The latter reason for needing an implant replacement is an implant rupture. Now, this term is not nearly as dramatic as it sounds and is actually akin to what was described above– simply developing a crack in the shell of the implant. Why would this happen? Generally, there are two reasons for this occurrence. First, your breast implant bends and moves with your body over time. This constant movement and bending subjects the shell of the implant to general wear and tear. The areas of the implant that see the most stress are most likely to develop cracks. That is why the longer you have the implants, the more likely they are to rupture. The second reason for implant rupture is due to a manufacturer defect (or implant ‘flaw’). While this sounds scary, this is something we see with all manufactured products and is often the impetus for offering a warranty. Bottom line, sometimes you just get a lemon.


What’s really important to keep in mind when you are considering a Breast Augmentation is that breast implants, whether silicone or saline, are not lifetime devices. Just like a car or a laptop, they will inevitably have an expiration date for one reason or another. Especially in my younger patients, setting realistic expectations is critical. Odds are, at some point in your life, you will either need or want an additional surgery. This brings up two CRITICAL points. First, your relationship with your Plastic Surgeon should be looked at as a long-term one where you can seek appropriate follow up and screening. Second, keep your records! Surgeons and patients move, retire, etc. Surgeons and implant companies are only required to keep patient records for a set amount of time before they get destroyed, and the details of your surgery and your breast implants are a key component when planning any subsequent surgeries. Keep your records and upload them to your digital drive, take a picture of your implant card and save it to the cloud. You will be doing your future self a huge favor!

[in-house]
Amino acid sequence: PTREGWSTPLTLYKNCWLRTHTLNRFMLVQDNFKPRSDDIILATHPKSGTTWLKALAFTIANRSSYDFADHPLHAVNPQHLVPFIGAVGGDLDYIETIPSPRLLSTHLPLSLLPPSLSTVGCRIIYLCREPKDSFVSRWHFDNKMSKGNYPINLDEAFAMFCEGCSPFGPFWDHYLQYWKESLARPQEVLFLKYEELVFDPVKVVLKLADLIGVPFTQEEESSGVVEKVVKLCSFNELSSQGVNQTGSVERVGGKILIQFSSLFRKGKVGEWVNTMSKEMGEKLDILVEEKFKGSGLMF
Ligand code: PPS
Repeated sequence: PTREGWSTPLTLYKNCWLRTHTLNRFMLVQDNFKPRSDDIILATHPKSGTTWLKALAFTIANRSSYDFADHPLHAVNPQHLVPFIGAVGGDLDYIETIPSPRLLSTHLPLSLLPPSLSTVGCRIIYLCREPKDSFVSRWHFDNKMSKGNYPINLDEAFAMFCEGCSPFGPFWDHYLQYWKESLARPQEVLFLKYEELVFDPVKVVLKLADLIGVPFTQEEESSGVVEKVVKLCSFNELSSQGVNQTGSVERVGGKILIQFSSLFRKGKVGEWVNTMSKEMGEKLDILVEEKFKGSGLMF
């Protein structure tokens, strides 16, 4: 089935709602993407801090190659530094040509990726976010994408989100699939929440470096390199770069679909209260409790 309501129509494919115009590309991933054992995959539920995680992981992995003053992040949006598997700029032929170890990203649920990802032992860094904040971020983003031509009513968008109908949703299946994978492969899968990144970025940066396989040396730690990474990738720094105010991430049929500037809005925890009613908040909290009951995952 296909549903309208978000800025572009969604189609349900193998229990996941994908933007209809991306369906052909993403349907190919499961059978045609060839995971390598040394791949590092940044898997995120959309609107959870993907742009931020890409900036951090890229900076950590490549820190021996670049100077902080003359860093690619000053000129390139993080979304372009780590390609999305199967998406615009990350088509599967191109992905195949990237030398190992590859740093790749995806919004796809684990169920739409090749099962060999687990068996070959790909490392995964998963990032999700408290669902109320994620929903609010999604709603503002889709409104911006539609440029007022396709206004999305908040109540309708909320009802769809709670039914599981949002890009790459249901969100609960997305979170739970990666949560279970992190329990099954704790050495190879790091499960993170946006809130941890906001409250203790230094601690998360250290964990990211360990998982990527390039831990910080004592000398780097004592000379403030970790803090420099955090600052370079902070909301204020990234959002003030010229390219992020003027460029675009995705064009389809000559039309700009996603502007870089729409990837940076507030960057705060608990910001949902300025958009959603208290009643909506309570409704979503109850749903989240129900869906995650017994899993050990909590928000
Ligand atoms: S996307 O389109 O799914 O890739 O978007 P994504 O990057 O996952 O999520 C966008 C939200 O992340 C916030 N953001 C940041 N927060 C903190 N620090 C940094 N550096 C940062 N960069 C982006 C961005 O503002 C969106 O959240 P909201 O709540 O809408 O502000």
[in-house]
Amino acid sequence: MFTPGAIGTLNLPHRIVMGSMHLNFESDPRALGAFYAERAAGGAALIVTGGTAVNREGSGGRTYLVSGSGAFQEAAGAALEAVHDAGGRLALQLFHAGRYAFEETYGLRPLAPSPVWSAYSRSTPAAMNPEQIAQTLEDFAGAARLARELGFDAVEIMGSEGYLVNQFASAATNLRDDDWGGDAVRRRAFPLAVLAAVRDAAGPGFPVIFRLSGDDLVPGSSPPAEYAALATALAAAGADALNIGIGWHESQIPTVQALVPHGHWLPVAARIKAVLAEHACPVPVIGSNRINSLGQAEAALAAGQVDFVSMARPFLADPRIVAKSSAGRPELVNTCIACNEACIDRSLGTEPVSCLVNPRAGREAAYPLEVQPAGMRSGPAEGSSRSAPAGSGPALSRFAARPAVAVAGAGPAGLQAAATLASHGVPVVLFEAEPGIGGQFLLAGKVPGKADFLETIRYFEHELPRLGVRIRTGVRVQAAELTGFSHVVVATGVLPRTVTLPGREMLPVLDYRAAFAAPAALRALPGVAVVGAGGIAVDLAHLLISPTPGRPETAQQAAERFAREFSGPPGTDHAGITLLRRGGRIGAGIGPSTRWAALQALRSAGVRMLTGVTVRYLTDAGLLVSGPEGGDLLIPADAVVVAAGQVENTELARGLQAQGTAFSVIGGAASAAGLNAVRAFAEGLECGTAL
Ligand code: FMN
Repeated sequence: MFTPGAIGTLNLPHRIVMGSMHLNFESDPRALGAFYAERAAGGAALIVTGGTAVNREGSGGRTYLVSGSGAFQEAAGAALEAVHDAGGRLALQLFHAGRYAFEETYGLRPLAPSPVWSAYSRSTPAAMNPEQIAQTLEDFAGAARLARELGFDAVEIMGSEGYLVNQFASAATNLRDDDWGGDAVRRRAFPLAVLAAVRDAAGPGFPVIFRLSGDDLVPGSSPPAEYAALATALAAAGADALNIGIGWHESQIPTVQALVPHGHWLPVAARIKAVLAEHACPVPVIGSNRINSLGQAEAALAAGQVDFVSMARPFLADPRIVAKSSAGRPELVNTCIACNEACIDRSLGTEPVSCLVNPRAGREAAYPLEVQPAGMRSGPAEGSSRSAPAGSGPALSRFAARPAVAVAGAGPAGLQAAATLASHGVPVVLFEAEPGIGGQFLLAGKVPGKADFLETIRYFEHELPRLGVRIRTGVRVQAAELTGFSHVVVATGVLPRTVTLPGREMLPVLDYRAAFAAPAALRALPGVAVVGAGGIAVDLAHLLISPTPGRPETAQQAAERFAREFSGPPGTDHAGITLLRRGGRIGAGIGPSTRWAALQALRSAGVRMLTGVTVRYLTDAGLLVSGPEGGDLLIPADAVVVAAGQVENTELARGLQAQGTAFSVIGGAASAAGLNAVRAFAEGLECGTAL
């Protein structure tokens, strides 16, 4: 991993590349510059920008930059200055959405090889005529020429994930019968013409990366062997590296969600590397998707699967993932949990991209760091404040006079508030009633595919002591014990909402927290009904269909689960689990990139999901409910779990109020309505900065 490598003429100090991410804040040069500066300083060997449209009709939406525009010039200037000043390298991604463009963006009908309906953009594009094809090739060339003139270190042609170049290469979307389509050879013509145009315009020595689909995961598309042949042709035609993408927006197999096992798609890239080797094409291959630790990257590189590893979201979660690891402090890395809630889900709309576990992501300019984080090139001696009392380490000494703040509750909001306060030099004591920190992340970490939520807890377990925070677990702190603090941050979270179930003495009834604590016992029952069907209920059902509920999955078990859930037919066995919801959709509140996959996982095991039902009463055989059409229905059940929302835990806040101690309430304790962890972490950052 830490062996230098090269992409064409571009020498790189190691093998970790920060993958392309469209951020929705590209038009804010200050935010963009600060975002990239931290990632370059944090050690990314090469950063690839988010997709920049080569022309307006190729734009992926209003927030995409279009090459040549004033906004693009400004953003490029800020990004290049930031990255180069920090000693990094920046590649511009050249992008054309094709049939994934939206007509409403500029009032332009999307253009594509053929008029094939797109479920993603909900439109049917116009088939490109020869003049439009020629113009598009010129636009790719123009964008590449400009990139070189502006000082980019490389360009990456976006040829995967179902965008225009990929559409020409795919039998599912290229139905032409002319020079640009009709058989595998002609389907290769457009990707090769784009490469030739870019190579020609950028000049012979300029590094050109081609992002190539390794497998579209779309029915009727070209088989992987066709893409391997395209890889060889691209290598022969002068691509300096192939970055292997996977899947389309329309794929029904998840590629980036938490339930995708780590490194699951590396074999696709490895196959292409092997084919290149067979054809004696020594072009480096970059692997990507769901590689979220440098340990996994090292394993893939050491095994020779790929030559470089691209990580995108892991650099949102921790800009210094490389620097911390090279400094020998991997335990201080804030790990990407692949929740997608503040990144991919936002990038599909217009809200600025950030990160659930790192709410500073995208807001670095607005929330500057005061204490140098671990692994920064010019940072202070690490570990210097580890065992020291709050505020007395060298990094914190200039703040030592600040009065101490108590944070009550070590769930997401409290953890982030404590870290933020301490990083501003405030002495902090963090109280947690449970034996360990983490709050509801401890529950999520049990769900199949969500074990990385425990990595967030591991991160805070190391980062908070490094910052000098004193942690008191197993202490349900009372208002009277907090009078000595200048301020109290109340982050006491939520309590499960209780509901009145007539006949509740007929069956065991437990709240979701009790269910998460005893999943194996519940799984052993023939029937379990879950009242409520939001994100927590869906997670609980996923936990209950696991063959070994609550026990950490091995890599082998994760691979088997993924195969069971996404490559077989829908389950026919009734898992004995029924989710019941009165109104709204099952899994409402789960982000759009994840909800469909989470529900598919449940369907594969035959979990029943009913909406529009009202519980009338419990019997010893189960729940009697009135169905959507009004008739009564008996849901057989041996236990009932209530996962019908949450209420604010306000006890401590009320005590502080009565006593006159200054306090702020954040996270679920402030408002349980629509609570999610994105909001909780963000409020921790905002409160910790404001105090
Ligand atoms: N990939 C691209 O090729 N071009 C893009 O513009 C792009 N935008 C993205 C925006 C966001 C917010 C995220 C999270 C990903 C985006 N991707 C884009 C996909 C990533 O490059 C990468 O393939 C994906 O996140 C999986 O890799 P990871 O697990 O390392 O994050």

Despite dispelling the 10 year implant replacement rumor, there is maintenance recommended for silicone breast implants. Due to the risk of a silent rupture (crack in the implant without symptoms), the FDA currently recommends MRI or Ultrasound imaging 5-6 years after having your implant placed and every 2-3 years from there on out. Whether you want to follow these recommendations or not is up to you. Previously, MRI was the only imaging modality recommended and its high out-of-pocket cost kept many patients from following through. Currently, we are seeing a rise in the use of ultrasound technology to examine breast implants, which can occur at much lower friction points to patients (cost, scheduling, availability, time, etc).


No, you do not have to have your breast implants replaced every ten years. Yes, you will most

likely have something done with your implants throughout the course of your life. Implants are not lifetime devices, so it’s important to approach your relationship with your Plastic Surgeon as a long-term one. Having someone you know and trust and who knows the details of your surgical history are key to keeping you safe, healthy, and maintaining your surgical results.


If you would like to schedule a consultation with Seattle-based Plastic Surgeon Dr. Megan Dreveskracht, call 206-860-5582 or click on the link below.